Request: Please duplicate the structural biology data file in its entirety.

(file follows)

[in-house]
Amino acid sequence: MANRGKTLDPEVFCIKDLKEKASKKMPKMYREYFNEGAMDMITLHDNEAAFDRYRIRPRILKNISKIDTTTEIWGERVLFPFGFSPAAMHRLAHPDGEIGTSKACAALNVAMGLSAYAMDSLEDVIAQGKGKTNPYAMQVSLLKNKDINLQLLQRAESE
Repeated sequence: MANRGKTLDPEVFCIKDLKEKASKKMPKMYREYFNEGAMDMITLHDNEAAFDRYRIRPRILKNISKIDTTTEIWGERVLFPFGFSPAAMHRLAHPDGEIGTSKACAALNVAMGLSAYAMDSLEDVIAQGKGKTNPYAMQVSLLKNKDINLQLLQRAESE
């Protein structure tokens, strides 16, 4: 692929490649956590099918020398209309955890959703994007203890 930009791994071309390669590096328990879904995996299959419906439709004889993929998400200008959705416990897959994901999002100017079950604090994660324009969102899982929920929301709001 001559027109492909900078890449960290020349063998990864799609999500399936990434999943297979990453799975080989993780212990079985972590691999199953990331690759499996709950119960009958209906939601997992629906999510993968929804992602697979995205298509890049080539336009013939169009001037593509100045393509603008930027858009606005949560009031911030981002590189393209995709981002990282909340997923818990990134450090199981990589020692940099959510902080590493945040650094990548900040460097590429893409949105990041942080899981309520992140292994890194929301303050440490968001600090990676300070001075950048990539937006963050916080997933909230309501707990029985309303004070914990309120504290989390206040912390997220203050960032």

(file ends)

[in-house]
Amino acid sequence: MANRGKTLDPEVFCIKDLKEKASKKMPKMYREYFNEGAMDMITLHDNEAAFDRYRIRPRILKNISKIDTTTEIWGERVLFPFGFSPAAMHRLAHPDGEIGTSKACAALNVAMGLSAYAMDSLEDVIAQGKGKTNPYAMQVSLLKNKDINLQLLQRAESE
Repeated sequence: MANRGKTLDPEVFCIKDLKEKASKKMPKMYREYFNEGAMDMITLHDNEAAFDRYRIRPRILKNISKIDTTTEIWGERVLFPFGFSPAAMHRLAHPDGEIGTSKACAALNVAMGLSAYAMDSLEDVIAQGKGKTNPYAMQVSLLKNKDINLQLLQRAESE
């Protein structure tokens, strides 16, 4: 692929490649956590099918020398209309955890959703994007203890 930009791994071309390669590096328990879904995996299959419906439709004889993929998400200008959705416990897959994901999002100017079950604090994660324009969102899982929920929301709001 001559027109492909900078890449960290020349063998990864799609999500399936990434999943297979990453799975080989993780212990079985972590691999199953990331690759499996709950119960009958209906939601997992629906999510993968929804992602697979995205298509890049080539336009013939169009001037593509100045393509603008930027858009606005949560009031911030981002590189393209995709981002990282909340997923818990990134450090199981990589020692940099959510902080590493945040650094990548900040460097590429893409949105990041942080899981309520992140292994890194929301303050440490968001600090990676300070001075950048990539937006963050916080997933909230309501707990029985309303004070914990309120504290989390206040912390997220203050960032």